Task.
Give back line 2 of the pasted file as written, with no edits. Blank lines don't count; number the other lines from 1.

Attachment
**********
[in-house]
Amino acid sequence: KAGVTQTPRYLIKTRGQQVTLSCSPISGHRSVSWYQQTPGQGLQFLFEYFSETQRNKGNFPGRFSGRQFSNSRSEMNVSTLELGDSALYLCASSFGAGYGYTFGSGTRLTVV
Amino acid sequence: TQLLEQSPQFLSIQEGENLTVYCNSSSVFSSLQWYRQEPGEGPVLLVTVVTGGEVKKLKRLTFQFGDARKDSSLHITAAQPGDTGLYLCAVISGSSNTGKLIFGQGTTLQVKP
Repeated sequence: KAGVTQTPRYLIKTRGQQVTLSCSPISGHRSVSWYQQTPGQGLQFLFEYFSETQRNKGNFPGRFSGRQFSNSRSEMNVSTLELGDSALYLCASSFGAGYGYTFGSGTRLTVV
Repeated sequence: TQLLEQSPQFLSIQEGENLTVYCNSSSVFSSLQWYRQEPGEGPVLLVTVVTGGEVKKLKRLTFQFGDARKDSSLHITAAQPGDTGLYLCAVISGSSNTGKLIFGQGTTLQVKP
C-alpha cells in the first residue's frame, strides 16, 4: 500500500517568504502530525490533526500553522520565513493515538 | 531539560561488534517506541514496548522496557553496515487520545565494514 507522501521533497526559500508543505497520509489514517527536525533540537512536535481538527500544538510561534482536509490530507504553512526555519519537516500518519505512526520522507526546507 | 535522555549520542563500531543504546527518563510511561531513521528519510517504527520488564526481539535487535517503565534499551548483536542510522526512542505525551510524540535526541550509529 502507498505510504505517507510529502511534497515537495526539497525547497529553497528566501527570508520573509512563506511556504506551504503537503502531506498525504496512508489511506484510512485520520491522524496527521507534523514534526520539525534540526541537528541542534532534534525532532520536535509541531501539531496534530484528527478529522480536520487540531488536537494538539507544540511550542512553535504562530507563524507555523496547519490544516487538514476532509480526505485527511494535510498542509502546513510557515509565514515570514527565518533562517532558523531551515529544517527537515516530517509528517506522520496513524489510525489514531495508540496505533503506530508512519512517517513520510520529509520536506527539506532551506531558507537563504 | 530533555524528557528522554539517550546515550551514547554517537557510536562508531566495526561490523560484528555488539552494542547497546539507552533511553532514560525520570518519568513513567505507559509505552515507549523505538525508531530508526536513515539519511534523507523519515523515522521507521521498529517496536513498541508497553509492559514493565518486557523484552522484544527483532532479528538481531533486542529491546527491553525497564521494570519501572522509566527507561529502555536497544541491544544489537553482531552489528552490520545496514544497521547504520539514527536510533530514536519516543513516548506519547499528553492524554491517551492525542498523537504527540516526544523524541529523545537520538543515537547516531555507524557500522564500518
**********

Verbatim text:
Amino acid sequence: KAGVTQTPRYLIKTRGQQVTLSCSPISGHRSVSWYQQTPGQGLQFLFEYFSETQRNKGNFPGRFSGRQFSNSRSEMNVSTLELGDSALYLCASSFGAGYGYTFGSGTRLTVV